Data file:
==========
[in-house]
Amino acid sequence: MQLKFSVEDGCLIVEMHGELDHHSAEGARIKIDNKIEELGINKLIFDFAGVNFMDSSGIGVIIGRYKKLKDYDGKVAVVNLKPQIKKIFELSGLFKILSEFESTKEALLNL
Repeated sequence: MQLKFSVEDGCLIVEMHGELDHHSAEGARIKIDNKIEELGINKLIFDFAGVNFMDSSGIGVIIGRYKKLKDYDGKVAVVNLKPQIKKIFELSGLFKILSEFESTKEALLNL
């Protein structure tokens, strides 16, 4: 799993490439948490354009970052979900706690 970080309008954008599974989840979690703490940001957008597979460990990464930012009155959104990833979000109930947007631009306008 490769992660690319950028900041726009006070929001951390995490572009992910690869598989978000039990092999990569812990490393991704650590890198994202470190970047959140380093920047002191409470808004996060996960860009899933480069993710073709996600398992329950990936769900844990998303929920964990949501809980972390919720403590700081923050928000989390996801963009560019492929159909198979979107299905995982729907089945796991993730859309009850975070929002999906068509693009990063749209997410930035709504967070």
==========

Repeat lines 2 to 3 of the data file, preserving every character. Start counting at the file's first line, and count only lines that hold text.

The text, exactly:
Amino acid sequence: MQLKFSVEDGCLIVEMHGELDHHSAEGARIKIDNKIEELGINKLIFDFAGVNFMDSSGIGVIIGRYKKLKDYDGKVAVVNLKPQIKKIFELSGLFKILSEFESTKEALLNL
Repeated sequence: MQLKFSVEDGCLIVEMHGELDHHSAEGARIKIDNKIEELGINKLIFDFAGVNFMDSSGIGVIIGRYKKLKDYDGKVAVVNLKPQIKKIFELSGLFKILSEFESTKEALLNL